Afrijitsu Karate-Jitsu Logo



Dr. LeRoy A. Hines, Jr.

The Afrijitsu Combative System was founded by Dr. LeRoy Hines, Jr. in 1992, after a lifetime of study of world fighting methods. In over forty-five years of practice "Asitita" has carefully studied over a dozen martial art systems (including: Tae Kyun, Judo, Goshi Shun Karate, Bujutsu, Eskrima (or Kali), Jujitsu, Capoeira, boxing, knife fighting, wrestling, and urban street fighting). He has also studied numerous other martial and combative philosophies to synthesize his own unique combat blend.

The Afrijitsu System is practiced by both beginners and seasoned martial artists who just want to supplement their current martial art system. In addition to being practiced in the United States, the Afrijitsu System is practiced in Europe, Vietnam and West Africa.

The Afrijitsu System utilizes all aspects of both external and internal strength development, while employing powerful body mechanics that is at once both effectively practical and elegant.


The Afrijitsu Combative System differs from many other fighting systems due to the deployment of "rhythmic movement." In its practical applications, the Afrijitsu fighting registry relies heavily on hard-impacted techniques delivered by "Rhythmic Movement." This same rhythmic movement can be found in other indigenous African-based martial arts developed in the hemispheres of the Americas (notably, martial arts practiced in Brazil, North America and the Caribbean).

The aforementioned "rhythmic movement" can be taken as the product of the African people's experiences in the Americas, rather than as an importation of foreign African elements into this system of combat.

According to the founder, this rhythmic element that regulates the Afrijitsu system grew out of the general Pan African-American experience[1]; its style and its imprint is unmistakably African in all its essences. These same attributes can clearly be seen as an imprint on all sports and performing arts practiced by Africans in the Americas. It does not matter whether it is boxing, basketball, dancing, gymnastics, etc.; in general, the African living in the Americas will instinctively apply these attributes which usually culminates into a highly developed sense of physical expression (or movement).


It is the aforementioned attributes that give the Afrijitsu system a character that differs largely from other traditional martial arts. The advanced principles of movement, coupled with a full range of fighting techniques endow the Afrijitsuka with the capability of being a complete well-rounded fighter.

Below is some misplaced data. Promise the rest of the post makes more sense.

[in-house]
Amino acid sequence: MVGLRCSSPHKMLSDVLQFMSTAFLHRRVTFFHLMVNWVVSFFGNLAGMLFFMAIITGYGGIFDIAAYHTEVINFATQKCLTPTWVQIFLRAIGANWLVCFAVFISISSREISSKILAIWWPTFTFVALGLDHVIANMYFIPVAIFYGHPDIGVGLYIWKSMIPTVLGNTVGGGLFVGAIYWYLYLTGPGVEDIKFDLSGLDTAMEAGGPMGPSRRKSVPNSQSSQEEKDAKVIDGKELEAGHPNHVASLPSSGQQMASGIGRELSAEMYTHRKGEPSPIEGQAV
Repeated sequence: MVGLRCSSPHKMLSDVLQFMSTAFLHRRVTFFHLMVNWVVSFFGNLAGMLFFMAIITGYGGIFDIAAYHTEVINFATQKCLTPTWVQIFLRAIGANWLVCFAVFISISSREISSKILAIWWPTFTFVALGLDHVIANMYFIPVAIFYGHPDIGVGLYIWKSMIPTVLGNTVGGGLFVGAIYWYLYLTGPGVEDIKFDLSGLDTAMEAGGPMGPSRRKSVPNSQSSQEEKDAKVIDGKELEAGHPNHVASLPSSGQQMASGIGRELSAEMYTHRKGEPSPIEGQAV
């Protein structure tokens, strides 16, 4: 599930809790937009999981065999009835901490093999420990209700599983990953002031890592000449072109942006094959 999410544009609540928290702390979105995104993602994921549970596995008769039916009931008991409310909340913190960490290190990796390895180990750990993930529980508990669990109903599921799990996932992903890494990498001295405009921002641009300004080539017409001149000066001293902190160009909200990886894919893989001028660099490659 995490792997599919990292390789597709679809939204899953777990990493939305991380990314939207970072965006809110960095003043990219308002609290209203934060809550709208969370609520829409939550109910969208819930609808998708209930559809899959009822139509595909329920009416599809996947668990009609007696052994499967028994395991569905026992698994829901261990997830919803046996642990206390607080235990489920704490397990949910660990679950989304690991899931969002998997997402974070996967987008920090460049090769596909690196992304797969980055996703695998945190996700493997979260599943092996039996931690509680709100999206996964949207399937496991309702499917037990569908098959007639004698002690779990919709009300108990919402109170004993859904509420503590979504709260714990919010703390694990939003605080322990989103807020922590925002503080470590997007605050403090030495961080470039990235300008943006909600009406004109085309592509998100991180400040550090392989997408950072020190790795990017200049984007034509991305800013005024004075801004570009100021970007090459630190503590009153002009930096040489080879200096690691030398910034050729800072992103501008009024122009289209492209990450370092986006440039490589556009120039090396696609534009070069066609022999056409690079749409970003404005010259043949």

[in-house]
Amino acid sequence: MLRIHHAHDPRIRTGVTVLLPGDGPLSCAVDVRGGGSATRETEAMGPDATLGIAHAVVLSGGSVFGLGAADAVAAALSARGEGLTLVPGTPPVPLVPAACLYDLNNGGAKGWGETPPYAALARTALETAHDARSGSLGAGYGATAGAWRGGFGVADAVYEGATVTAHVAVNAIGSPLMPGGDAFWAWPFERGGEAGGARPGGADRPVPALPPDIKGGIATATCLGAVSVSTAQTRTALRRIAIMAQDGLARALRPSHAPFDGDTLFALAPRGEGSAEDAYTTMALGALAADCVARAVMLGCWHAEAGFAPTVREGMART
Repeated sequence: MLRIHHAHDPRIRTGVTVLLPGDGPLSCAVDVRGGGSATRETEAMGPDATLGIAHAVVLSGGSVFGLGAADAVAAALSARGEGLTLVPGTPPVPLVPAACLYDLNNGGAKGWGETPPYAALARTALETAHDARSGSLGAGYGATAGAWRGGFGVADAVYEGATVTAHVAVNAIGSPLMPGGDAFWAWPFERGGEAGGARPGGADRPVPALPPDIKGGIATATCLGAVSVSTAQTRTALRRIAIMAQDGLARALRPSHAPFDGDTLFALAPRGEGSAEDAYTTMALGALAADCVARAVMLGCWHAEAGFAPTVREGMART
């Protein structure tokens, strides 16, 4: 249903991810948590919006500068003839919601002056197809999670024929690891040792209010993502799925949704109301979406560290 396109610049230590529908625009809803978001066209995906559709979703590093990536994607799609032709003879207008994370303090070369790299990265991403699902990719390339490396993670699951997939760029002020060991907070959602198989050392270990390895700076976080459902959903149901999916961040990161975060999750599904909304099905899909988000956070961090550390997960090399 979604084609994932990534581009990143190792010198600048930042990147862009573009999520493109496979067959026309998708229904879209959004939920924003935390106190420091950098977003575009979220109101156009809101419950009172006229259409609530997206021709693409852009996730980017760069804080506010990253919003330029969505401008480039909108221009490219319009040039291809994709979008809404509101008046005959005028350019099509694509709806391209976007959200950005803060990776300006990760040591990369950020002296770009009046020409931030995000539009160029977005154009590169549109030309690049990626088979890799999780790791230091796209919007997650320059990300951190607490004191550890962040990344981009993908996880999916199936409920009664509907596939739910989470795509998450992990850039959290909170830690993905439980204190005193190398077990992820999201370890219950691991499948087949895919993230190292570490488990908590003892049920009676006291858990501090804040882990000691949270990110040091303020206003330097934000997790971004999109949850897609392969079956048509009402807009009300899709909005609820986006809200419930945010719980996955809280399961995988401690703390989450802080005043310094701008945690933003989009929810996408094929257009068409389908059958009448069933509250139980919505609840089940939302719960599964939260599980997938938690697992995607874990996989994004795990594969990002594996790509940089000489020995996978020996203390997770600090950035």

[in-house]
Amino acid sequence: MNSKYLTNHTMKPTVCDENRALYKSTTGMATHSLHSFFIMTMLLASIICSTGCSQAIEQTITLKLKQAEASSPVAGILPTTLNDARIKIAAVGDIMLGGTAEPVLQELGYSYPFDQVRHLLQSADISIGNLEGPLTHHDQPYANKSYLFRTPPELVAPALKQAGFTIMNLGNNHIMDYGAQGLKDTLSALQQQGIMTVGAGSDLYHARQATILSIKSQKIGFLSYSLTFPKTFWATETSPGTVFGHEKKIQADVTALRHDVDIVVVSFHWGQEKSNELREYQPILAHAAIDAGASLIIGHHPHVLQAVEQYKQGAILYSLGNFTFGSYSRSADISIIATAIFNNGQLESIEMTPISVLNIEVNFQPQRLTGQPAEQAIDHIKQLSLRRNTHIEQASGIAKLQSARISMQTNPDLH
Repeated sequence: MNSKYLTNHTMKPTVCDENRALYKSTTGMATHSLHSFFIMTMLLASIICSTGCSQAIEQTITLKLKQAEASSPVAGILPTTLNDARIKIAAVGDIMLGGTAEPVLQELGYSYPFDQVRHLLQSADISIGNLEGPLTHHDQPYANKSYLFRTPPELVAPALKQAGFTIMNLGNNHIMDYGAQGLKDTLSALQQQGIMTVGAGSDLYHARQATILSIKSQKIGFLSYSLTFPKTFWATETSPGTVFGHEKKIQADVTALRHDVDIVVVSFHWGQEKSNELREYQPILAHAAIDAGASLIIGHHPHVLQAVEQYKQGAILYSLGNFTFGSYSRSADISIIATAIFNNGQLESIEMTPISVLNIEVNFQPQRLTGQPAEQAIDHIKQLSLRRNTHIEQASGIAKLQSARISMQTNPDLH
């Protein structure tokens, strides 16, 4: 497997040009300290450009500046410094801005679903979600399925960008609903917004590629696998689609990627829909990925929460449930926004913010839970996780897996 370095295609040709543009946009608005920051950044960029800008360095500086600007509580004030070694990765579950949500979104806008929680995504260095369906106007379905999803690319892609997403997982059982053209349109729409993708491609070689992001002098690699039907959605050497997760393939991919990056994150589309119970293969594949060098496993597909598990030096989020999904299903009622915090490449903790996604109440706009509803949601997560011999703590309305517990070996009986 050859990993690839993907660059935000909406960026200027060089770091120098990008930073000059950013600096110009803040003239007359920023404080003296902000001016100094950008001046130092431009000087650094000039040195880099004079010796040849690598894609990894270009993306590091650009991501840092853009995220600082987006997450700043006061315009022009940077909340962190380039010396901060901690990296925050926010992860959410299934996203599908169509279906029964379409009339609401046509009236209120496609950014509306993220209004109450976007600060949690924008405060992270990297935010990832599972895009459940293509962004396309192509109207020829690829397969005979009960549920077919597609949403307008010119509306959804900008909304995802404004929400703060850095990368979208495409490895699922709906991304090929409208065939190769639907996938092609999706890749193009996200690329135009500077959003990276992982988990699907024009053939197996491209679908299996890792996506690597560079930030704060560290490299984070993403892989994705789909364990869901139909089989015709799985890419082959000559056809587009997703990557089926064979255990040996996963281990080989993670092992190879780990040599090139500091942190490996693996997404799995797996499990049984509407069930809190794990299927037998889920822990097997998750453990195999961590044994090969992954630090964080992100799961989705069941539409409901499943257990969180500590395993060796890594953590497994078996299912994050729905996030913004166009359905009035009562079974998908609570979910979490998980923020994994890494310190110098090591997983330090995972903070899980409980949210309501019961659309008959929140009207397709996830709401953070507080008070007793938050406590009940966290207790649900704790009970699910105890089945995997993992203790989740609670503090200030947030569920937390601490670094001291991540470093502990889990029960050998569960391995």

The term "Afri" was taken from the word Africa to denote the Afro-based rhythmic elements found within the system of combat. The term "Jitsu" (short for Jujitsu) represents the historical application of Japanese martial arts (i.e. Karate-Jitsu [2], Kenjutsu, and Jujitsu, as opposed to Karate-do, Kendo, and Judo which represents a mere preservation of the latter historical combat arts). Taken together, the term "Afrijitsu" can be described as a Pan African-American expression of a complete combat system that is analogous to other inclusive fighting system, but largely, more practical, including traditional “Jujitsu.”

Characteristics of The Afrijitsu SystemEdit

Although the Afrijitsu Combative System borrows techniques from many cultural and traditional martial arts, only aspects of those systems that prove to be practical and effective are incorporated into the Afrijitsu combative system. Recognition of cultural practices such as bowing, meditation, and dress wear are omitted from Afrijitsu, because the system's primary focus is self-defense and self-defense only.

The Afrijitsu system is similar to other Afro-based martial art systems of the Americas (i.e. Capoeira, Jailhouse, Mshindi Saana Vita[3],Bangaran, Danmye'[4], and the original KA System,[5], amongst others).

The Afrijitsu Combatives system is comprised of four sub-systems of combat: Afrijitsu Karate-Jitsu System, Modern Combat Solutions Jujitsu (Mocoso Ryu Jujutsu), Modern Combat Bujutsu, and Indo escrima (kali).

Afrijitsu's Four Martial SystemsEdit

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"Afrijitsu Karate-Jitsu" is the parent combative system. Although the Afrijitsu System is comprised of four sub-systems of combat, a student can only progress from being a novice to the rank of black belt (or beyond up to 8th degree) in Afrijitsu Karate-Jitsu. The sub-systems of combat offer a more intense level of training in specific areas of focus for the Afrijitsuka after making black belt rank. The Afrijitsuka can receive up to 6th degree black belt rank in any of the sub-systems. Practitioners from other systems can also gain certification in any of the sub-systems of combat.

The Afrijitsu Karate-Jitsu SystemsEdit

At the core of Afrijitsu Karate-Jitsu is the Japanese martial art of "Goshi Shun Karate." Supplementing the Goshi Shun Karate is Western Boxing, Muay Thai Boxing, Jujutsu, Pencak Silat, Capoeira, Native American Knife Fighting, Filipino Kali, Savate, Bujutsu, African Stick Fighting art of Mesote, wrestling and urban street fighting. The aforementioned martial influences and their accompanying philosophies and techniques dynamically redefined the static nature of Goshi Shun Karate. After many years of dedicated training by the founder, Dr. Hines's efforts gave rise to a complete modern system of combat that addresses all of the fighting ranges required for effectiveness in self-defense and combatives by the individual practitioner or the professional looking for martial arts training to supplement the training received to carry out their job function (i.e. law enforcement, military and etc.).